Bobbleheads of their own: Kenosha Comets, 14 others celebrated in new collection By TERRY FLORES

In 1943, baseball turned to women to play the country’s national pastime in order to help fill the void left by men who left to serve in World War II.
Seventy five years later, the All-American Girls Professional Baseball League, which inspired the 1992 movie “A League of Their Own” and eventually expanded from four to 15 teams, will have bobblehead dolls of their own to commemorate their storied past.
Today the Milwaukee-based National Bobblehead Hall of Fame and Museum will unveil the first complete series of officially licensed, limited edition All-American Girl Professional Baseball League bobbleheads. The dolls were produced for each of the 15 AAGPBL teams that played from 1943 to 1954.

Among them are the Kenosha Comets, which along with the Rockford Peaches, South Bend Blue Sox and Racine Belles were part of the founding four teams for the new league in 1943.
“It’s something that brings us a lot of pride and excitement. As sports fans, the AAGPBL and to a lot of fans in the Midwest, and of course through the movie ‘A League of Their Own,’ I think there are a lot of stories that have to be told,” said Phil Sklar, co-founder and CEO of the museum.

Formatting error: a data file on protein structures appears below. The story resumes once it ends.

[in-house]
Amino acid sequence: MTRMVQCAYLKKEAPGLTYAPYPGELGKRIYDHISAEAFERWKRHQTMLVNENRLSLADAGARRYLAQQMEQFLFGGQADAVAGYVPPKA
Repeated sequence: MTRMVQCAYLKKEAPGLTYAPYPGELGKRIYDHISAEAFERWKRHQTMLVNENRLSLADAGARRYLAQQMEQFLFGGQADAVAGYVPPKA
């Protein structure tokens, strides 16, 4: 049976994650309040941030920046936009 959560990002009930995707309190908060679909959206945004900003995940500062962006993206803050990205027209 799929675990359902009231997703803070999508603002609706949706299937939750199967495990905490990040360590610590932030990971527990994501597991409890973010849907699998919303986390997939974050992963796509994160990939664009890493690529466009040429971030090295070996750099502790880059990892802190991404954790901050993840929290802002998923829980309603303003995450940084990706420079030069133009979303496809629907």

A composite image

The team bobbleheads, Sklar said, are based upon a composite image of an AAGPBL player. The museum consulted closely with the women’s baseball league, which will be celebrating its 75th anniversary with a reunion Sept. 6-9 in Kansas City, Mo.
Sklar said that for two-thirds of the teams in the league, this marks the first time they will have bobbleheads. Prior to this series, bobbleheads representing only five of the 15 AAGPBL teams were produced, featuring the Fort Wayne Daisies, Kalamazoo Lassies, Kenosha Comets, Peoria Redwings and Rockford Peaches.
The likeness of Comet Alice “Lefty” Hohlmayer, for example, is immortalized in a very hard to find bobblehead doll, according to Sklar. One sold for $200 on eBay, he said.
According to the Women’s Museum of California, Rosie O’Donnell’s character Doris Murphy is loosely based on Hohlmayer, who was also inducted into the San Diego County Women’s Hall of Fame.
The AAGPBL gave more than 600 women athletes the opportunity to play professional baseball and to play it at a level never before attained.
“The women laid the groundwork for what we see in women’s professional sports today,” he said. “To be able to commemorate their accomplishments and achievements in bobblehead form, it’s exciting.”